Sweating is very common in the Asustralian environment. And the Australian weather humidity is something that causes many horses to overheat and sweat profusely. Sweating results in the horse loosing many essential nutrients through the coat. Some breeds of horses tend to be more susceptible to this such as thoroughbreds. You will notice if your horses get hot easily after light work or still sweats on a reasonably pleasant day.
We are unable to stop horses sweating but we can certainly reduce the amount that they do and ensure it does not affect their health. My tips for helping your horse manage sweating are
- Limit exercise to cooler times of the day when possible.
- Always ensure they have access to water
- Hang a salt lick somewhere they are able to access regularly. This way they will regulate when they know their salt levels need increasing.
- Use a rug that has a high percentage of cotton in the material. This helps the rug breathe more and ensures air flow is maintained. I recommend the Zilco Supa Guard Combo for this https://www.aussiesaddlery.com.au/zilco-supa-guard-combo/
- Use a high quality electrolyte to combat the sweating and nutrients that are being lost. I recommend having a look at the Ranvet Salkavite. One of our best sellers in the shop and we believe on the market
Sweating is very common in the Australian environment. Ponies with long coats or a black coat, can retain heat and become stressed during warmer weather. It is important to limit riding during the heat of the day. If a pony starts to blow hard and pant during exercise, get off, walk and cool off in the shade. Ensure that your pony has a shady paddock area under trees (except if flying foxes are present) or access to a shelter from the sun on hot days. If you need to rug the pony to keep him clean, keep biting insects off him, or to keep his hair coat short, then provide a breathable and preferably a light coloured 'sun' sheet to avoid him overheating and sweating.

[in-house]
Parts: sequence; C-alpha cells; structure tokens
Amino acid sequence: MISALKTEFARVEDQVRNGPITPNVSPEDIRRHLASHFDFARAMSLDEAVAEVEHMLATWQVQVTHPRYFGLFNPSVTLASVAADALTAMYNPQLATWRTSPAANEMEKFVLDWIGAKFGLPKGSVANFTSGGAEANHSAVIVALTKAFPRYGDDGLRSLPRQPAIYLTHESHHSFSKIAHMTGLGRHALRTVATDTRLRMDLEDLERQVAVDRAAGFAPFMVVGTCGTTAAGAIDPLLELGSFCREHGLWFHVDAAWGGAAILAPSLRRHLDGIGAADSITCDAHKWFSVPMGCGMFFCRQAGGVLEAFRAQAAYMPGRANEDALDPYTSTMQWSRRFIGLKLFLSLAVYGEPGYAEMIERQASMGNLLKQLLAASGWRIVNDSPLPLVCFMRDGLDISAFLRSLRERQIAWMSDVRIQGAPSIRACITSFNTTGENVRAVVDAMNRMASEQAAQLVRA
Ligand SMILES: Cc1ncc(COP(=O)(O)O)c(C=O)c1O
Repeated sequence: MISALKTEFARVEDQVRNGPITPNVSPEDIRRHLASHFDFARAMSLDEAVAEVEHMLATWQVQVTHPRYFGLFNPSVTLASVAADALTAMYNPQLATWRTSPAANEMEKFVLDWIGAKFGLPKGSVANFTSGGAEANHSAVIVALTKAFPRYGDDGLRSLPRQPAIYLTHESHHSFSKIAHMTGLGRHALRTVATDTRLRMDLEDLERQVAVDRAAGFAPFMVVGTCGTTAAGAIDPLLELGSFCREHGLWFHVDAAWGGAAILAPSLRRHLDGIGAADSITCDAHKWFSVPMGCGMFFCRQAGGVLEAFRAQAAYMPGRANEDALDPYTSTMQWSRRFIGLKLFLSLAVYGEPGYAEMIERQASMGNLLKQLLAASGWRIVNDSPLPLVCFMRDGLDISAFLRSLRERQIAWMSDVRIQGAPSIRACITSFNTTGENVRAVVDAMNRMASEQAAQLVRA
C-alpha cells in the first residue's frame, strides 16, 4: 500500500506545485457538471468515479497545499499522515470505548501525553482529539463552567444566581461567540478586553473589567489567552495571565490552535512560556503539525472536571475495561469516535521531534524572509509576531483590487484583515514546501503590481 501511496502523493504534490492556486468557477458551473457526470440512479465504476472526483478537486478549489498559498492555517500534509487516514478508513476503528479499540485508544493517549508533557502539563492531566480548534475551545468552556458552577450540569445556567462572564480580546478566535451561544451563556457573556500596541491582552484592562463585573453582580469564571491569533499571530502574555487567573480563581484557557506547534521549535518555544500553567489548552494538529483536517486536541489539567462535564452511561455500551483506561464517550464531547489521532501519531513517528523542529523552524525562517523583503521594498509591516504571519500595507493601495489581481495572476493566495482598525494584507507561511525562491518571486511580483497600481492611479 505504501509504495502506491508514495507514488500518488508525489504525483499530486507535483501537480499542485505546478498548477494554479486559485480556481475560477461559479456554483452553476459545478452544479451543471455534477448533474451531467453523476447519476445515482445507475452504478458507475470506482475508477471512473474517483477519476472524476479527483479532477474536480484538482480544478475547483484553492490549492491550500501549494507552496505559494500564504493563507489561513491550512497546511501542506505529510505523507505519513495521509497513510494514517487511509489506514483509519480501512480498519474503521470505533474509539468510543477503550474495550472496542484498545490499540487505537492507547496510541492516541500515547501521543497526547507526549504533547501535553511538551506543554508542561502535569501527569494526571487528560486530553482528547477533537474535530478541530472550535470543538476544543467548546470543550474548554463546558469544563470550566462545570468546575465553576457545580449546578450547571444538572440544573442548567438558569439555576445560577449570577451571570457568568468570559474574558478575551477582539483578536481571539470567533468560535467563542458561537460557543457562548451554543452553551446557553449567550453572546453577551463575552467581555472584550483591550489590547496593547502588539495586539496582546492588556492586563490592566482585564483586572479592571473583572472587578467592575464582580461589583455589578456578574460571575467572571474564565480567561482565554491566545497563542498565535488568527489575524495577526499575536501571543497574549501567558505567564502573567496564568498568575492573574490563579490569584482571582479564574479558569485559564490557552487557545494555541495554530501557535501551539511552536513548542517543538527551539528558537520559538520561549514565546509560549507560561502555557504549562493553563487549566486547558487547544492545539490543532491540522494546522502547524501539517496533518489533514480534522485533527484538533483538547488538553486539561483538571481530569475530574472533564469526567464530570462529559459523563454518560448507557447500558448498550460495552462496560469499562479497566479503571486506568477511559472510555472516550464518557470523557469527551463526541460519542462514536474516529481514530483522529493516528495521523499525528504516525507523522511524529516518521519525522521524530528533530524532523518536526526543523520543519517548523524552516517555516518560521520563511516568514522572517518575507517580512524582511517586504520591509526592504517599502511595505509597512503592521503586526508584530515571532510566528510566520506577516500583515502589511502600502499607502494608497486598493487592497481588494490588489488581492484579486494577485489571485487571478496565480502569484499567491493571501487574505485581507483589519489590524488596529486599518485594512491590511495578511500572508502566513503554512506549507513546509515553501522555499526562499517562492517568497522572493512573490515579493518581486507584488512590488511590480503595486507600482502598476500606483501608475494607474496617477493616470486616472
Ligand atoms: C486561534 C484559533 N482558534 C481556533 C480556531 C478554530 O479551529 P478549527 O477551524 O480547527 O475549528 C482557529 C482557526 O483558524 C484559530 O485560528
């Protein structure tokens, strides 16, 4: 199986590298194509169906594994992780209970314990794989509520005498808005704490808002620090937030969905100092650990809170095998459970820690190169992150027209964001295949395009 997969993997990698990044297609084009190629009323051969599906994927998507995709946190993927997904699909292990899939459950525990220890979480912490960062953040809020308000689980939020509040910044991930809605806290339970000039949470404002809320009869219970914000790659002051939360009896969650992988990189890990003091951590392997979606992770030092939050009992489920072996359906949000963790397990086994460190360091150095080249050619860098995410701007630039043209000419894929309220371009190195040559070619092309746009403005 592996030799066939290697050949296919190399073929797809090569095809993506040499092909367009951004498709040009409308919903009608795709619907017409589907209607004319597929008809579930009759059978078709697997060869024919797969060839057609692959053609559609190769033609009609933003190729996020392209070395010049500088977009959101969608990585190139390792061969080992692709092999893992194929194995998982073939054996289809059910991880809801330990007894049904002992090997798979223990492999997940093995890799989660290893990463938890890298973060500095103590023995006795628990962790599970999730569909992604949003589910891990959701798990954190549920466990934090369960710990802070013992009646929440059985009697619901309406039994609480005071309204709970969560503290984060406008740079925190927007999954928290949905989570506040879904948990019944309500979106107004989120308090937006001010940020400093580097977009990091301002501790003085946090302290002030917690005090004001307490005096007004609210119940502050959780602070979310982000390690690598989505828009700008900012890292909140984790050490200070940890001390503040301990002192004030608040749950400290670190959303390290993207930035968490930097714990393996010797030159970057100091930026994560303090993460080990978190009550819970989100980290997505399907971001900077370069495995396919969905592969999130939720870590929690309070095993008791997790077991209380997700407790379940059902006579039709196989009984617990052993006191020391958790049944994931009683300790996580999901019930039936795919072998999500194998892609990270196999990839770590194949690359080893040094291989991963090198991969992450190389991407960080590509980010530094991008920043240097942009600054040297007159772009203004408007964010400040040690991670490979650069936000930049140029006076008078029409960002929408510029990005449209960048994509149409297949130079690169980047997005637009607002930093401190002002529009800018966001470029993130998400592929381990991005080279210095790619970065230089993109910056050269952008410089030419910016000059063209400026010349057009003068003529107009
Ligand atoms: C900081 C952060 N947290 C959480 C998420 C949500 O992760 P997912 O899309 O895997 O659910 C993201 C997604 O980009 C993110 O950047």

Dr John Kohnke BVSc. RDA
White Crystals in the Coat
Under hot conditions, during and following exercise, your pony will sweat to get rid of heat to help cooling and avoid overheating. If your pony develops white crystal-like particles on the neck or along the topline, it is a sign that the pony is sweating heavily. if you notice wet patches on these areas after removing the rug each morning, it is likely that your pony is sweating heavily under the rug. In this case, provid a lighter, breathable rug overnight and certainly during the day if your pony needs a sheet to protect its coat.